Published Jan 18, 2018 at 8:00 am(Updated Jan 18, 2018 at 8:26 am)


Disgraced American fraudster Bernie Madoff

A Bermudian-based witness is to be questioned this year by lawyers acting for the liquidator of disgraced American fraudster Bernie Madoff.
An order by the Supreme Court cleared the way for a legal team to examine British-born Christopher Wetherhill on the island.
The legal team for Irving Picard, the US trustee in bankruptcy for the estate of Bernard L. Madoff and Bernard L Madoff LLC is also suing Bermudian-based Kingate Global and Kingate Euro Funds, where Mr Wetherhill was a director.
The two funds had about $3.5 million invested with Madoff in November 2008, the month before Madoff, who operated a massive $17.5 billion Ponzi scheme, was arrested.
The recent Supreme Court order means the trustees’ lawyers will be able to question Mr Wetherhill and take his testimony.
The evidence can then be used in the main Madoff civil case, which will be heard in the US Federal Court in New York as liquidators attempt to recover Madoff assets to pay off creditors.
Mr Wetherhill is expected to appear before an Examiner appointed by the Supreme Court some time before May, but an exact date has yet to be set.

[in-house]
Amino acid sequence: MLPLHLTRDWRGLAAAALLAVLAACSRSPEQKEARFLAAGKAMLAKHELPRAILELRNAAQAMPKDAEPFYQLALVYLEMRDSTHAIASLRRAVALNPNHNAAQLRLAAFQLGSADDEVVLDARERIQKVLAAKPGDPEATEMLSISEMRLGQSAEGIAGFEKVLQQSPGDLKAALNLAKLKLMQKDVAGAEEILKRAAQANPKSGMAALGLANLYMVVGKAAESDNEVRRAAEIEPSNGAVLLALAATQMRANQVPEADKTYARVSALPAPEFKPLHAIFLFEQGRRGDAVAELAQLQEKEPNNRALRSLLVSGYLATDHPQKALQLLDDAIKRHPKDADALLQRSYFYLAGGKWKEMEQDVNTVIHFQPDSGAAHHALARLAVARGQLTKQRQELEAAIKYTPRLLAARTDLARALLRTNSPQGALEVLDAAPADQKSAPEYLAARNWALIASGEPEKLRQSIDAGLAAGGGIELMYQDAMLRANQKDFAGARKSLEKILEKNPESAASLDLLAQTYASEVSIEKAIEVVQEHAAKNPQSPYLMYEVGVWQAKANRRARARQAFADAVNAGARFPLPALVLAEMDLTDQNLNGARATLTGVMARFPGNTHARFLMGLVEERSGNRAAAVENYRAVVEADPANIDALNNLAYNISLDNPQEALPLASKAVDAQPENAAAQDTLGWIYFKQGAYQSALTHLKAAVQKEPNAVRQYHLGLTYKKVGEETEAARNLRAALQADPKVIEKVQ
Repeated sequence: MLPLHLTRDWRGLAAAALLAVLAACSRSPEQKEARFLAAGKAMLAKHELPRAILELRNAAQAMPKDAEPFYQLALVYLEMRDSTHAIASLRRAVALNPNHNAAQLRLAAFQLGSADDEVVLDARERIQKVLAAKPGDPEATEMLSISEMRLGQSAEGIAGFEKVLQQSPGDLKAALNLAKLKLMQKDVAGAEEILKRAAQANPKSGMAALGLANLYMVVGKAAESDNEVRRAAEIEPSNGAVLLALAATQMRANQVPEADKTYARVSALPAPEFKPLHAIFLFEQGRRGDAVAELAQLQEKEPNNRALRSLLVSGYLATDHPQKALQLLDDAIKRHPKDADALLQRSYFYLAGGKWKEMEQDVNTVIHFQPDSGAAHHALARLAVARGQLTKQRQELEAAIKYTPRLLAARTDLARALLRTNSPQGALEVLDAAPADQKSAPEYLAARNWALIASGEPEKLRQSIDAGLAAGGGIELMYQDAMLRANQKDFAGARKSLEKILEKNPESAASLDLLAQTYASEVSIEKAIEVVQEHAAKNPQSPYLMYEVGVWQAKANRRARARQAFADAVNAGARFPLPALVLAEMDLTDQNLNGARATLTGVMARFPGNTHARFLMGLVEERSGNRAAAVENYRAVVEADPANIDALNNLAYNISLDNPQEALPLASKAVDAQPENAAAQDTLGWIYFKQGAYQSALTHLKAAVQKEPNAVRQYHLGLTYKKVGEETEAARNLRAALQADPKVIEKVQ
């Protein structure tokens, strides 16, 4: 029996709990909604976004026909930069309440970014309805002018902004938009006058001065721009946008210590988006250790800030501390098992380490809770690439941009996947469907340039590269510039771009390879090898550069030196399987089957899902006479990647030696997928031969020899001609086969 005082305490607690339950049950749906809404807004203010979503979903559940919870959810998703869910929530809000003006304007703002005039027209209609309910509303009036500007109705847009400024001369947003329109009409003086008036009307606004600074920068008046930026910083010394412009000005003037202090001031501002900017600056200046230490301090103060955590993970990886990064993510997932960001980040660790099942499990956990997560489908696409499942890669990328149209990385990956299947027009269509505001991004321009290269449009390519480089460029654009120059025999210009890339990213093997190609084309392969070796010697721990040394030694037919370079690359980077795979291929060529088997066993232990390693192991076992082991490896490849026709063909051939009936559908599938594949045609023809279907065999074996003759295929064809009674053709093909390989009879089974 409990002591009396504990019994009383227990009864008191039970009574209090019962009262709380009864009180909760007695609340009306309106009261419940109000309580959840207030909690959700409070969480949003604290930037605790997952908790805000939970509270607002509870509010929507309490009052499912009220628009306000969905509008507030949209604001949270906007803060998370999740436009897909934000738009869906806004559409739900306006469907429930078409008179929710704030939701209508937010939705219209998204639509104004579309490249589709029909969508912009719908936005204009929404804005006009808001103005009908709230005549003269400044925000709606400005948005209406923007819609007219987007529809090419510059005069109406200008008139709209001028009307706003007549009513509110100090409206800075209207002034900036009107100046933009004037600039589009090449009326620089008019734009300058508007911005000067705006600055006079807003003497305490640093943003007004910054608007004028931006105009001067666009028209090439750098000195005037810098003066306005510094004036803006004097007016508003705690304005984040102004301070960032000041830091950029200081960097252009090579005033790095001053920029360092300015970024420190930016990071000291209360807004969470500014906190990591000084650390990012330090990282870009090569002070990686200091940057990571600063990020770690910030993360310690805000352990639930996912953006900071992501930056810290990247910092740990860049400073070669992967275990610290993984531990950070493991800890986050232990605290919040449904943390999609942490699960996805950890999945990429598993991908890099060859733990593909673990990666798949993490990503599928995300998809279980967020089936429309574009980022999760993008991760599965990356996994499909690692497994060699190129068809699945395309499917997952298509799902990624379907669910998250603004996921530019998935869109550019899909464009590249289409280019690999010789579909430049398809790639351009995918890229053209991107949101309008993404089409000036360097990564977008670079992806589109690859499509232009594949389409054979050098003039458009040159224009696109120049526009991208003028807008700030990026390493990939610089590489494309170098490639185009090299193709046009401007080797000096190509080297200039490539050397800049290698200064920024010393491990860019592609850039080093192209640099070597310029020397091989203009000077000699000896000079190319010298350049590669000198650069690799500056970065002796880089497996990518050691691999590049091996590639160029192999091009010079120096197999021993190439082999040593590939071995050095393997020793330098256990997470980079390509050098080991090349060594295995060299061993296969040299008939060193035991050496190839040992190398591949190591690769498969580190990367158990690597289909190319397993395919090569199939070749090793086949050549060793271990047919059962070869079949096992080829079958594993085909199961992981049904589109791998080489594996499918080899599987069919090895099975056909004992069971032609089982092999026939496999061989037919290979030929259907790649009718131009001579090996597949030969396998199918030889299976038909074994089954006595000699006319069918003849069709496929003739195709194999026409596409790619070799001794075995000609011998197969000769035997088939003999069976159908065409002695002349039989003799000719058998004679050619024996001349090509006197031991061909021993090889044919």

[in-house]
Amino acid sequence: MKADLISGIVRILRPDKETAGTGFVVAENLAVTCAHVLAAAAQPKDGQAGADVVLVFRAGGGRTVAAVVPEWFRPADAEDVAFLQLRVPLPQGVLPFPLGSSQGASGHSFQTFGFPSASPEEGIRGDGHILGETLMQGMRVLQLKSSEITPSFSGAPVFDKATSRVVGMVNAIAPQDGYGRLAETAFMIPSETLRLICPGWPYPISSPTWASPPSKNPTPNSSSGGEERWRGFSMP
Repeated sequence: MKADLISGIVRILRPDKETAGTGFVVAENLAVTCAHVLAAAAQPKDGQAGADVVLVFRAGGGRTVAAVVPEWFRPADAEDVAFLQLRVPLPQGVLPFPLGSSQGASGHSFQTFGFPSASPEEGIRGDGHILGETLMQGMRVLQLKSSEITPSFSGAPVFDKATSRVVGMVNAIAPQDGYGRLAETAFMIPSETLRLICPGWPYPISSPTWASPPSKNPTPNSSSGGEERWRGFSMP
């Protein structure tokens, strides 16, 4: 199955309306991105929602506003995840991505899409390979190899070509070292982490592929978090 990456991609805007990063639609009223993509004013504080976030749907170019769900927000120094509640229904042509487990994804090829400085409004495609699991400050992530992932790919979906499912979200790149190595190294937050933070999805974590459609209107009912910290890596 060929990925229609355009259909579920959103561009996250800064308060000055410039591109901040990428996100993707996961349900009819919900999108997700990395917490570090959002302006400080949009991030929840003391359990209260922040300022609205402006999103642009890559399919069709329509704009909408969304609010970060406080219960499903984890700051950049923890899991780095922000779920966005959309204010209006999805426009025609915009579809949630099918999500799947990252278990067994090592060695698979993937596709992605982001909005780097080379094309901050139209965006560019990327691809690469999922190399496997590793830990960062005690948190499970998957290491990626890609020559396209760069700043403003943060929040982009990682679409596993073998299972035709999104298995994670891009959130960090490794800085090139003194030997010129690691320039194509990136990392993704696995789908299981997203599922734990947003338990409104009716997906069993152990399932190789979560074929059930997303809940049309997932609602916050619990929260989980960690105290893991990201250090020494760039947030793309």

Several top local lawyers attended the short hearing last week, including Justin Williams for the trustee, Dennis Dwyer for Mr Wetherhill and Alex Potts for the Kingate Funds.
At the end of the hearing an order was presented by consent to Chief Justice Ian Kawaley which will allow the examination of Mr Wetherhill to take place and the evidence-gathering procedure to go ahead.
Mr Williams, lead lawyer for the trustee, told The Royal Gazette: “The trustee is in the process of obtaining evidence for use at trial in the US Federal Court from certain witnesses on the island.”
Thousands of investors lost around $17.5 billion in principal after the 2008 collapse of the Ponzi scheme run by Madoff, who was sentenced to 150 years in prison in 2009.
Mr Picard has so far raised more than $11.5 billion for victims of Madoff’s fraud through hundreds of lawsuits against funds and customers who profited from the Madoff scam.
The Royal Gazette reported last June that the Bermuda-based investment fund Thema would have to fork out $130 million to repay victims of Madoff.
Thema was among many feeder funds that directed cash to Madoff’s New York-based investment advisory business, often without their clients’ knowledge.
Thema itself lost around $1 billion.